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VIDEO: Why retribution against China for COVID-19 harms US interests

The Quincy Institute's Rachel Esplin Odell explains that punitive action against Beijing right now will only undermine U.S. economic interests — after a month that saw more 22 million Americans lose their jobs.

Analysis | Asia-Pacific

As COVID-19 ravages America, some U.S. politicians are focusing their efforts on trying to punish the Chinese government through sanctions and other measures. The Quincy Institute's Rachel Esplin Odell explains that punitive action against Beijing right now will only undermine U.S. economic interests — after a month that saw more 22 million Americans lose their jobs. If U.S. officials are serious about punishing China, then the situation could quickly escalate out of control, costing untold lives and devastating the global economy. And how many countries in the world would really benefit from having to choose sides in a catastrophic Cold War between Beijing and Washington? Watch:

Photo credit: White House
Analysis | Asia-Pacific
Poll: Europeans increasingly pessimistic about Ukraine war

Demonstrators protest against the war in front of the European Parliament after a special plenary session on the Russian invasion of Ukraine in Brussels

Alexandros Michailidis/shutterstock

Poll: Europeans increasingly pessimistic about Ukraine war

QiOSK

Europeans have become increasingly pessimistic about the chances that Ukraine can recover territories that it has lost since the Russian invasion two years ago, according to a new poll of 12 EU member states.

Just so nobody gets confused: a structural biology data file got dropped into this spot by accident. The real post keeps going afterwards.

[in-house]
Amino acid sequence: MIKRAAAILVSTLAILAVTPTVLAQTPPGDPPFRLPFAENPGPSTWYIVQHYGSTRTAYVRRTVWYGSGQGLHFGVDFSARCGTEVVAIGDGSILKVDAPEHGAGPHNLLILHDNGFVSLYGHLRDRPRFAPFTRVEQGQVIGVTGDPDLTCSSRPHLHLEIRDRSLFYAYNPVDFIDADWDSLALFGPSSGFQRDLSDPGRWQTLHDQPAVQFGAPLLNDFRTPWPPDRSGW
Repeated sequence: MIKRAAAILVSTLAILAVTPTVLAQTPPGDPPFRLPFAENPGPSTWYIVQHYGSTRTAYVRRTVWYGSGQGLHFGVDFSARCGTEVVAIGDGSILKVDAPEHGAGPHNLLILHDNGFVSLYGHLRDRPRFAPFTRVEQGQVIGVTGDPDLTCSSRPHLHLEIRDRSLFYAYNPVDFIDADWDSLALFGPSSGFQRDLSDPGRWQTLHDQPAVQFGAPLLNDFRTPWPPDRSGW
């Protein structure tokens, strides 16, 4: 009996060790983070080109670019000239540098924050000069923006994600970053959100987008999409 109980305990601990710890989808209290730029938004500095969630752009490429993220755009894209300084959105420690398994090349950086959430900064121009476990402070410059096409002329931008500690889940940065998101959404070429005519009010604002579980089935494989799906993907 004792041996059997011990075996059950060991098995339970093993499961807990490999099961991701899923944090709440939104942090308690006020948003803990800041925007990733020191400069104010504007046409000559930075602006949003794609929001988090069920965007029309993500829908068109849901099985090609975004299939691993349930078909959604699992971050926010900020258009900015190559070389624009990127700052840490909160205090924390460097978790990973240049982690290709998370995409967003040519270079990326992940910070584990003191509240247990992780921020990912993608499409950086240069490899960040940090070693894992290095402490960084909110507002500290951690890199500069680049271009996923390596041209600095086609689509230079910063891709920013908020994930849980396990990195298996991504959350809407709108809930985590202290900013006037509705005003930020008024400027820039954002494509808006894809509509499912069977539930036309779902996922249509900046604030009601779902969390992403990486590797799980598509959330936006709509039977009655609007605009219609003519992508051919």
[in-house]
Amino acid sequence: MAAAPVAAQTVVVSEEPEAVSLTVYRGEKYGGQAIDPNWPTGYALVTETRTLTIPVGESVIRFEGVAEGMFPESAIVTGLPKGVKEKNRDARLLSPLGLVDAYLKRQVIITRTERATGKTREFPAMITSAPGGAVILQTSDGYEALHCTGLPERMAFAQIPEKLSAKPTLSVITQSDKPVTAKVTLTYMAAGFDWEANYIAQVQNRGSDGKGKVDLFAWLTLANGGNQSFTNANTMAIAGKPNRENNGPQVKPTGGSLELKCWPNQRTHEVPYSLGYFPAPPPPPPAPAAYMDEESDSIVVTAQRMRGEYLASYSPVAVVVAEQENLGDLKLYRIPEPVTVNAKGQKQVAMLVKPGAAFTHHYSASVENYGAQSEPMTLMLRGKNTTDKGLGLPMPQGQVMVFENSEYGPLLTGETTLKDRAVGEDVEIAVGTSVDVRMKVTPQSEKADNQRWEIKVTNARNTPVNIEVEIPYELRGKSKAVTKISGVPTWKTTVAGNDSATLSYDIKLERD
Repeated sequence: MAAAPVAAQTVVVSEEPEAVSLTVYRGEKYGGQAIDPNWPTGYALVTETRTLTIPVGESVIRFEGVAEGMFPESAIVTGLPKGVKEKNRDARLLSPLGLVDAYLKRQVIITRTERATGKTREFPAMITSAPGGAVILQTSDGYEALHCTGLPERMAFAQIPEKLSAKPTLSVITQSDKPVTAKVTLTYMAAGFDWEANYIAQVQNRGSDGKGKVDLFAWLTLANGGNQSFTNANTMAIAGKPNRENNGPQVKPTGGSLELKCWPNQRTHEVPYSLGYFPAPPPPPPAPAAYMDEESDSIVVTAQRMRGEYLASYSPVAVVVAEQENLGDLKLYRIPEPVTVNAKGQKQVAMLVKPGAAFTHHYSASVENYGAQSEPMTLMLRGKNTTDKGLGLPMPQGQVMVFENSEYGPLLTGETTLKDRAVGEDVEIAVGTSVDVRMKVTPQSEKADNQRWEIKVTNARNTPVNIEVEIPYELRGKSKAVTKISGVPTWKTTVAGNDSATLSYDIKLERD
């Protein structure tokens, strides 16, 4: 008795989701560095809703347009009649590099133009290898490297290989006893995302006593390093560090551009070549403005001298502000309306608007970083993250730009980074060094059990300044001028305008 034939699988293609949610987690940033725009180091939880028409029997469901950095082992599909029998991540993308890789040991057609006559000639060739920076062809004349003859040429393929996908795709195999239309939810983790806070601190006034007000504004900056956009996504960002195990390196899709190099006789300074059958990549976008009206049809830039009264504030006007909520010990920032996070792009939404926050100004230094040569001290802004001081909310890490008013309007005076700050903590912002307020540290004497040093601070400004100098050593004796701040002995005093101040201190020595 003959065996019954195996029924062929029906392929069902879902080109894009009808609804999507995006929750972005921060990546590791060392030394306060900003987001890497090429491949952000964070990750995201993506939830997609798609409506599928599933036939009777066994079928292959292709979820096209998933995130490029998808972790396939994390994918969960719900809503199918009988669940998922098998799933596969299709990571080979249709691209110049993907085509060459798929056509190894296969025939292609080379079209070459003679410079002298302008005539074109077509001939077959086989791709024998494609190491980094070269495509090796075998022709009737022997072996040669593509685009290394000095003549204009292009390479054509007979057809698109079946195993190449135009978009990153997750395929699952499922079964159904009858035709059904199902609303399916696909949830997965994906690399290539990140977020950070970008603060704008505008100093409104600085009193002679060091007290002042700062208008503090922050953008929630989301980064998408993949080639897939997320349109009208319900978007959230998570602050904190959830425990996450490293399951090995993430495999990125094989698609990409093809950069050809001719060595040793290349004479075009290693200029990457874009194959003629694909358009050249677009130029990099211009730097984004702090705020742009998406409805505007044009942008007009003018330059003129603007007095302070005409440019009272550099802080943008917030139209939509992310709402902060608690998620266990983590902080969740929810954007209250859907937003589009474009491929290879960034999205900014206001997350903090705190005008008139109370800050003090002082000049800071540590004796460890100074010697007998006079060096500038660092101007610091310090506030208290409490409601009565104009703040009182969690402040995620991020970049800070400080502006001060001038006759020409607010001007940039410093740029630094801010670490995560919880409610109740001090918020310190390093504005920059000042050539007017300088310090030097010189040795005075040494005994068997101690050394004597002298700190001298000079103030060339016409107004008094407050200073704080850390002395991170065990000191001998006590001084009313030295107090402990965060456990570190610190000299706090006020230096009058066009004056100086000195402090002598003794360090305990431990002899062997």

And an aggregate average of 41 percent of respondents in the 12 countries said they would prefer that Europe “push Ukraine towards negotiating a peace with Russia” compared to 31 percent who said Europe “should support Ukraine in taking back the territories occupied by Russia.”

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Image: esfera via shutterstock.com
Image: esfera via shutterstock.com

The Ukraine lobby two years into war

Washington Politics

Prior to the war in Ukraine, Russian and Ukrainian interests had already been deadlocked in a heated battle.

But this clash wasn’t being waged on the streets of Kyiv, it was being fought on K Street in Washington D.C. The combatants donned suits, not camouflage. Their targets weren’t hardened military units, they were U.S. policymakers in Congress and the executive branch. Their goal wasn’t total victory, it was to win hearts, minds, and, above all, votes for their cause. This was the lobbying battle before the Ukraine war.

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The Ukraine War at two years: By the numbers


KYIV, UKRAINE - July 12, 2023: Destroyed and burned Russian military tanks and parts of equipment are exhibited at the Mykhailivska square in Kyiv city centre. (Oleksandr Popenko/Shutterstock)

The Ukraine War at two years: By the numbers

Europe

Two years ago on Feb. 24, 2022, the world watched as Russian tanks rolled into the outskirts of Kyiv and missiles struck the capital city.

Contrary to initial predictions, Kyiv never fell, but the country today remains embroiled in conflict. The front line holds in the southeastern region of the country, with contested areas largely focused on the Russian-speaking Donbas and port cities around the Black Sea.

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Israel-Gaza Crisis

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